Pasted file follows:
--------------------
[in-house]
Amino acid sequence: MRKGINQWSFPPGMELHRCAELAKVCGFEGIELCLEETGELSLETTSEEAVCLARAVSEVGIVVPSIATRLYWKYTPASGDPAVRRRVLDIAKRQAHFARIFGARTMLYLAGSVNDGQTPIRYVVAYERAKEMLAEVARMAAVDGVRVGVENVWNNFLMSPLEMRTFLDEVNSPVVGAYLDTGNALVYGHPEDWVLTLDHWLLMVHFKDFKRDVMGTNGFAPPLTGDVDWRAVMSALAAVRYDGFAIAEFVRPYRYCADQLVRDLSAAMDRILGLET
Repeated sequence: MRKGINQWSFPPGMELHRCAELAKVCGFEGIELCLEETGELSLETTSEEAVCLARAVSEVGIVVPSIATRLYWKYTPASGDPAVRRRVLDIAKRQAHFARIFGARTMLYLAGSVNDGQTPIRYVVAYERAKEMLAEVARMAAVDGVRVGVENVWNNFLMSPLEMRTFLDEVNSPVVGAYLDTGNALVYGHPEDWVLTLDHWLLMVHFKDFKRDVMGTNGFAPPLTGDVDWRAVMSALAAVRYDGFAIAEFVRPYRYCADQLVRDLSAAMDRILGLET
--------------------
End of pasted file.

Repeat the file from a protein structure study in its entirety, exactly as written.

[in-house]
Amino acid sequence: MRKGINQWSFPPGMELHRCAELAKVCGFEGIELCLEETGELSLETTSEEAVCLARAVSEVGIVVPSIATRLYWKYTPASGDPAVRRRVLDIAKRQAHFARIFGARTMLYLAGSVNDGQTPIRYVVAYERAKEMLAEVARMAAVDGVRVGVENVWNNFLMSPLEMRTFLDEVNSPVVGAYLDTGNALVYGHPEDWVLTLDHWLLMVHFKDFKRDVMGTNGFAPPLTGDVDWRAVMSALAAVRYDGFAIAEFVRPYRYCADQLVRDLSAAMDRILGLET
Repeated sequence: MRKGINQWSFPPGMELHRCAELAKVCGFEGIELCLEETGELSLETTSEEAVCLARAVSEVGIVVPSIATRLYWKYTPASGDPAVRRRVLDIAKRQAHFARIFGARTMLYLAGSVNDGQTPIRYVVAYERAKEMLAEVARMAAVDGVRVGVENVWNNFLMSPLEMRTFLDEVNSPVVGAYLDTGNALVYGHPEDWVLTLDHWLLMVHFKDFKRDVMGTNGFAPPLTGDVDWRAVMSALAAVRYDGFAIAEFVRPYRYCADQLVRDLSAAMDRILGLET